Thursday, March 24, 2011

Today's Trivia – Bald Eagle

This week’s useless but interesting information is all about the beautiful and fascinating bald eagle.

Let’s get right to it...

- The bald eagle is a bird of prey found in North America.

- Bald eagles mate for life. If one member of the pair dies or disappears, the survivor may take a new mate.

- Failed breeding attempts may prompt a pair to split up and look for new mates.

- Eighty percent of bald eagles die before their first birthday due to predators and lack of food.

- Bald eagles that survive to maturity may live 15 to 20 years or more in the wild. In captivity, they often live somewhat longer.

- It takes a young bald eagle four or five years to achieve this distinctive coloration. Until then, bird watchers may confuse it with other birds, such as the Turkey Vulture and Golden Eagle.

- Bald eagles can see three or four times farther than people.

- Between 1917 and 1953 over 100,000 American bald eagles were killed in the state of Alaska. Fisherman killed the eagles because they thought the birds were threatening their livelihood.

- In 1978, bald eagles were put on the endangered species list.

- Bald eagles are slowly coming back from the brink of extinction. They were reclassified in 1995 as 'threatened'.

- If you get caught today with even one bald eagle feather, you can be fined up to $5,000 and spend a year in prison.

- Males and females are identical in plumage coloration.

- You can tell the difference between a male and female bald eagle by their size. Female bald eagles are larger than males.

- A female bald eagle weighs up to 14 pounds and has a wingspan of seven feet.

- The bald eagle's scientific name is Haliaeetus leucocephalus.

- It is the national bird and symbol of the United States of America.

- Its range includes most of Canada and Alaska, all of the contiguous United States, and northern Mexico.

- It is found near large bodies of open water with an abundant food supply and old-growth trees for nesting.

- The bald eagle is a large bird, with a body length of 70 – 102 centimeters (28 – 40 inches), a wingspan of between 1.68 m (66 inches) and 2.44 m (96 inches), and a mass of 2.5 – 7 kilograms (5.5 – 15 lb); females are about 25 percent larger than males, adult females averaging 5.8 kilograms (13 lb) and males averaging 4.1 kilograms (9.0 lb).

- The size of the bird varies by location; the smallest specimens are those from Florida, where an adult male may barely exceed 2.3 kilograms (5.1 lb) and a wingspan of 1.8 m (5.9 ft). The largest are Alaskan birds, where large females may exceed 7.5 kilograms (17 lb) and have a wingspan of over 2.4 m (7.9 ft).

- A bald eagle's diet consists mainly of fish, but it is an opportunistic feeder.

- Bald eagles also may sometimes feed on subsistence scavenged or stolen from campsites and picnics, as well as garbage dumps.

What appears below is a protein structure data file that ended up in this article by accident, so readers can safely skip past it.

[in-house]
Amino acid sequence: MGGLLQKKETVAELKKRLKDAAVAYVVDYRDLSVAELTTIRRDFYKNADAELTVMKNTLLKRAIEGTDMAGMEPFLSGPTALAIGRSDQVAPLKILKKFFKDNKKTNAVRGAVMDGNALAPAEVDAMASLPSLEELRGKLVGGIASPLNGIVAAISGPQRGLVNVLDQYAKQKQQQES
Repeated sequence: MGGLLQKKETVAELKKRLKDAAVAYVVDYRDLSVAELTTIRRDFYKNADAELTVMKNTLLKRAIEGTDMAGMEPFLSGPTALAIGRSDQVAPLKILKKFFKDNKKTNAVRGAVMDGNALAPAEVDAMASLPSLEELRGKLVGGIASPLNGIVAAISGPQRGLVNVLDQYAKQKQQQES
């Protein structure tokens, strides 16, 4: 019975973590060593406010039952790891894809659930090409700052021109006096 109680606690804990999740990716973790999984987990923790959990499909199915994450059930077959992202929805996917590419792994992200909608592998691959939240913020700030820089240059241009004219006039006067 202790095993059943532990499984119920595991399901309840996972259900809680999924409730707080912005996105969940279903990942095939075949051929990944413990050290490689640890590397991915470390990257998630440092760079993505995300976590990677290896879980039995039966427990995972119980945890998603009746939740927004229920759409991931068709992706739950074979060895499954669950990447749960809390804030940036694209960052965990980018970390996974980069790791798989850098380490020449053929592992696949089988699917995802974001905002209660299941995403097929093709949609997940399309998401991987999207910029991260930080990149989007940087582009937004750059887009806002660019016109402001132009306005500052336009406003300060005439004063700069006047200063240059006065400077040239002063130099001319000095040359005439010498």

- Mammalian prey includes rabbits, hares, raccoons, muskrats, beavers, and deer fawns.

- Preferred avian prey includes grebes, alcids, ducks, gulls, coots, egrets, and geese.

- Reptiles, amphibians and crustaceans (especially crabs) are preyed on when available.

- The Bald Eagle’s nest is the largest of any bird in North America — on average 1.5 to 2 m across and about 1 m tall. Long-established nests can be much larger (observers recorded one that was 3 m across and 6 m tall).

- The bald eagle prefers habitats near seacoasts, rivers, large lakes, oceans, and other large bodies of open water with an abundance of fish.

- The bald eagle is extremely sensitive to human activity, and is found most commonly in areas free of human disturbance. It chooses sites more than 1.2 km (0.75 miles) from low-density human disturbance and more than 1.8 km (1.1 miles) from medium- to high-density human disturbance.

- The bald eagle's natural range covers most of North America, including most of Canada, all of the continental United States, and northern Mexico.

- Northern birds are migratory, while southern birds are resident, remaining on their breeding territory all year.

- The bald eagle is a powerful flier; it reaches speeds of 56–70 kilometers per hour (35–43 mph) when gliding and flapping, and about 48 kilometers per hour (30 mph) while carrying fish.[24]

- Its dive speed is between 120–160 kilometers per hour (75–99 mph), though it seldom dives vertically.

- Bald eagles are sexually mature at four or five years of age.

- When they are old enough to breed, they often return to the area where they were born.

- Bald eagles produce between one and three eggs per year.

- Both the male and female take turns incubating the eggs. The other parent will hunt for food or look for nesting material.

- The bald eagle is a sacred bird in some North American cultures, and its feathers, like those of the Golden Eagle, are central to many religious and spiritual customs among Native Americans.

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